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Kiwanis soccer field in need of repair

Thomas M. Baker
Staff writer
Posted 4/11/19

CLINTON — If you’ve ever been running and stepped in a hole, turning your ankle, resulting in a sprain or worse, it’s easy to understand why repairs at the Kiwanis-owned Paul J. Weimer soccer …

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Kiwanis soccer field in need of repair


CLINTON — If you’ve ever been running and stepped in a hole, turning your ankle, resulting in a sprain or worse, it’s easy to understand why repairs at the Kiwanis-owned Paul J. Weimer soccer field on Beatty Avenue are so important to AYSO (American Youth Soccer Organization) representatives and Kiwanis members.

“The soccer field is full of divots and holes, which if the kids tried to play on today would surely injure themselves,” said Paul Frey, treasurer of the Kiwanis Club of Clinton.

Frey has spearheaded the effort to fix the field since November of 2018, along with AYSO Regional Commissioner, Henry Schweitzer, who is passionate about giving the kids a decent field to play on.

“The Kiwanis Paul J. Weimer Park has been around for a number of decades,” Schweitzer said. “The soccer field especially has really never been given any updates. The last 15-20 years, that soccer field has looked exactly how it looks today. We really just want to improve the field conditions and add to what is currently there. We want to make that park stand out and update the soccer area by adding a fence around the field, spectator seating, and more parking for all, that is what we hope to accomplish.”

Schweitzer said having a nice field for the kids to play on benefits not only them, but the community for years to come.

“We want these youth soccer players to come to a field and be proud to play here. Right now, that field is run down and needs a lot of TLC. With these improvements, these two fields will be here and in great condition for the next 15-20 years. As Regional Commissioner, I always told myself we need to make a change so this program can continue to succeed. Clinton AYSO continues to develop and deliver quality youth soccer programs which promote a fun, safe, family environment, where children can grow and develop not only their soccer skills but their leadership and social skills for life. Without change, things get run down and outdated. The more we improve this park, the better it is for the organization and the entire community. In the end, it comes down to having a nice park for youth soccer players to be outside enjoying this sport. We owe it to the kids to improve what we currently have and make it last another 15-20 years.”

Frey said since he’s been working on the preliminary logistics he’s run into a couple of obstacles.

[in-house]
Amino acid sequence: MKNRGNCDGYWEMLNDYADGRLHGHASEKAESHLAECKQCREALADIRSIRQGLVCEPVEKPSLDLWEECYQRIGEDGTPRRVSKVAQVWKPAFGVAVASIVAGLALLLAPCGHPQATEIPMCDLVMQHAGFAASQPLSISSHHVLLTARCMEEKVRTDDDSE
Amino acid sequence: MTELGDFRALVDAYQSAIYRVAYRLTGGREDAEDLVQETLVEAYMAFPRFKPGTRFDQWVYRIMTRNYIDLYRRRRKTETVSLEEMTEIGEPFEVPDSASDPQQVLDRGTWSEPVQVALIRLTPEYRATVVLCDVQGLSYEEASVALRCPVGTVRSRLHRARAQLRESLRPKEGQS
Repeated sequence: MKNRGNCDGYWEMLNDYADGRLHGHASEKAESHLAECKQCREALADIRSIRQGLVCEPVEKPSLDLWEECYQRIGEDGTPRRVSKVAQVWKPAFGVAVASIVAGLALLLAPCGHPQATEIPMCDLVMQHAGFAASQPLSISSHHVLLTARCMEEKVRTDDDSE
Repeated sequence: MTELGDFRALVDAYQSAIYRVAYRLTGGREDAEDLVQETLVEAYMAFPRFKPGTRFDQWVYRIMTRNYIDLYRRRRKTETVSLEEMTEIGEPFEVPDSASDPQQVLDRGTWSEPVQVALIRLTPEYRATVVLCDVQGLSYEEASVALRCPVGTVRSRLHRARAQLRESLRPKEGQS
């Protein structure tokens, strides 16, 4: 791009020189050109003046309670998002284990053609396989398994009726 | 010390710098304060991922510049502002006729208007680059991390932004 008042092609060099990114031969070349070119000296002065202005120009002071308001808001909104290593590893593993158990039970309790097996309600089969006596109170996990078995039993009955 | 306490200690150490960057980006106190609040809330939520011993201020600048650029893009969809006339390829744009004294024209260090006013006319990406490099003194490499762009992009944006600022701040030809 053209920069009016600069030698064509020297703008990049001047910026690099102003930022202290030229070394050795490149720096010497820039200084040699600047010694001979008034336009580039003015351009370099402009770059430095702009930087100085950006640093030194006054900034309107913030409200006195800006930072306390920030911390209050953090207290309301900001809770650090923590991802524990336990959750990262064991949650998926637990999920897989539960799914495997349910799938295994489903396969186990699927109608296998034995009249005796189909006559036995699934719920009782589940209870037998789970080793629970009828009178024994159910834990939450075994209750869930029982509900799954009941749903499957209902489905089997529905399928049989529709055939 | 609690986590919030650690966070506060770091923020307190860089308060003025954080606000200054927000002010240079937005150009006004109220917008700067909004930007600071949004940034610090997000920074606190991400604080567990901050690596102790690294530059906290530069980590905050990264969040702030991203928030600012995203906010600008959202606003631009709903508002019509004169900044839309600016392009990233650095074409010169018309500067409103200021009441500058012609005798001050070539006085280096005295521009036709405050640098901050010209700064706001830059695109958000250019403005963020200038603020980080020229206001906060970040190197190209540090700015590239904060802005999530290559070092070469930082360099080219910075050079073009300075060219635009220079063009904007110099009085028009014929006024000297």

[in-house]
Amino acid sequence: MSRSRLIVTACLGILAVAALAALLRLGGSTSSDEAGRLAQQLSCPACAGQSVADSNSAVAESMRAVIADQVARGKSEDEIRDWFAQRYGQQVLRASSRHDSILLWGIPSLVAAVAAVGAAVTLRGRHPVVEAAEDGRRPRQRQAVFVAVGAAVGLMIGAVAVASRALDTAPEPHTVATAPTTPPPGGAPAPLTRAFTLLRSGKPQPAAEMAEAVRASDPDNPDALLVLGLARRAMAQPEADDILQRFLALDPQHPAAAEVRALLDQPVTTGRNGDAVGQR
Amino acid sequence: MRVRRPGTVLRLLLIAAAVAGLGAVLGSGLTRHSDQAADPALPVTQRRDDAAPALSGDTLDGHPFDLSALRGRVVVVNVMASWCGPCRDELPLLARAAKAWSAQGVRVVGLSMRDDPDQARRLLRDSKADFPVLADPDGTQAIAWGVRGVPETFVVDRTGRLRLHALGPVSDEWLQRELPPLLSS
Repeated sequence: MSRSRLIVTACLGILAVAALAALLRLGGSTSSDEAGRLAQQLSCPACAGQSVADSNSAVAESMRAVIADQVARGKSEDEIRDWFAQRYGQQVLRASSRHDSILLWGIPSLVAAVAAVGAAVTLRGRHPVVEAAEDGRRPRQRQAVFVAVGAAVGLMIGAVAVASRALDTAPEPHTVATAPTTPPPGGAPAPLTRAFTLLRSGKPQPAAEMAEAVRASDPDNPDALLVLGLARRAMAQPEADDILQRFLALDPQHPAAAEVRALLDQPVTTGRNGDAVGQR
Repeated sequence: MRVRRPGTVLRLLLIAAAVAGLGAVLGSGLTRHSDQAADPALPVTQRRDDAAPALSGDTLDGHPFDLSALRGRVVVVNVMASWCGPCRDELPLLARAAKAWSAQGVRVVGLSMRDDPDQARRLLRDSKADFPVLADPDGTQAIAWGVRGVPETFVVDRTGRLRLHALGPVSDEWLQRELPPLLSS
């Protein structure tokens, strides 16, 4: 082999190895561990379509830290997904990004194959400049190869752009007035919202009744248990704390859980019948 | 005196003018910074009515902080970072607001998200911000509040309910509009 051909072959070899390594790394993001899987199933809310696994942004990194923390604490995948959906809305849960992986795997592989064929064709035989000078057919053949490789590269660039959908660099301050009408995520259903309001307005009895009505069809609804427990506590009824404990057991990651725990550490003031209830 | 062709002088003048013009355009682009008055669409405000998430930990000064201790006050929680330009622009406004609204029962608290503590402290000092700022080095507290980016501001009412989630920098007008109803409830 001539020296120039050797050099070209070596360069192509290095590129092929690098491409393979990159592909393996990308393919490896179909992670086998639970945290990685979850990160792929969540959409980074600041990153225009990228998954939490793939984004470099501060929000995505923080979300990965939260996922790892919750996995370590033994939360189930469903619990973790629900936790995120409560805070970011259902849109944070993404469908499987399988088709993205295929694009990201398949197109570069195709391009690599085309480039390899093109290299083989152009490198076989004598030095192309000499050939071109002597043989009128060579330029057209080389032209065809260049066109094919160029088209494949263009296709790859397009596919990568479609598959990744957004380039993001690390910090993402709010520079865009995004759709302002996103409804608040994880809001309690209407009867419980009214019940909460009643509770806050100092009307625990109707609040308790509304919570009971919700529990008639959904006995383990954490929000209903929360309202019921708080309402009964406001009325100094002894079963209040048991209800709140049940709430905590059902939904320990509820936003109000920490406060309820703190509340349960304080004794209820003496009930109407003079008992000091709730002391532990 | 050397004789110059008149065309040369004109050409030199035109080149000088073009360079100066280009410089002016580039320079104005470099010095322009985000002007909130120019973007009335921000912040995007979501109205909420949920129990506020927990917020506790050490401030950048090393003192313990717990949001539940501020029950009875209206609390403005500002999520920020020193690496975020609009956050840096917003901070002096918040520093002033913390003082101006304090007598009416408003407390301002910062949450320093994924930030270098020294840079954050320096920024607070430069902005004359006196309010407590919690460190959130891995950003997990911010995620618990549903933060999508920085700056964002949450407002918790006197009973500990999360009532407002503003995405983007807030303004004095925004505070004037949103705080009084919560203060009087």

“It’s complicated because half the field is in the Town of Kirkland and the other half is in the Village of Clinton,” Frey said.

Frey also said he was able to acquire property deeds from Oneida County to show the property belongs to Kiwanis, and he obtained aerial maps to show the property boundary lines, in order to establish where they could build new sheds, storage facilities and make other improvements, reiterating some of Schweitzer’s points.

“We want to fix all the holes in the field and level it yes, but there’s more,” Frey said. “We want to redesign the one large field into two playing fields, one for boys and one for girls. We also want bleachers for the parents and fans. Additionally, we’d like to install a chain-link fence along the outside of the playing area to keep the soccer balls from rolling into the road and perhaps into the creek that runs parallel with the field. We’d like to improve the parking lot from the dirt and gravel stone it is now, to a blacktop lot with marked space lines. I figure to do what we want to do is going to take about $20,000.”

Frey admits there are details that still need to be worked out, but a couple of area contractors have already said they’d be willing to help with the project.

“Nelson Associates said they would do the architechtual planning free of charge,” Frey said. “Also, Billy Owens Plumbing said they would install a water fountain free of charge. The water fountain, for those who can’t afford to buy water, would be donated by a source requesting to remain anonymous. Also, Peck Excavating said they are onboard to begin work on the field as soon as the funds are available.”

In a meeting of the Kiwanis Club and AYSO at Michael T’s Restaurant on Seneca Turnpike in New Hartford on Tuesday, March 19, financial planner Garret S. Wyckoff laid out a plan to apply for a $10,000 micro-grant from The Community Foundation of Herkimer and Oneida Counties.

According to Wycoff, if the grant is approved, he suspects construction will be able to begin sometime this summer, with project completion coming in the early fall. However, the grant money is only half of what Frey said they needed to cover the expense for what the Kiwanis and AYSO organizations said is necessary.

The rest of the money he hopes will come from charitable donations from the community.

Like Schweitzer, Frey said Kiwanis just wants to make the field safe, and give the kids, and parents, a place to play that will make them proud.

“We at Kiwanis believe in the our motto, “Changing tomorrows one child and one community at a time,” Frey said.


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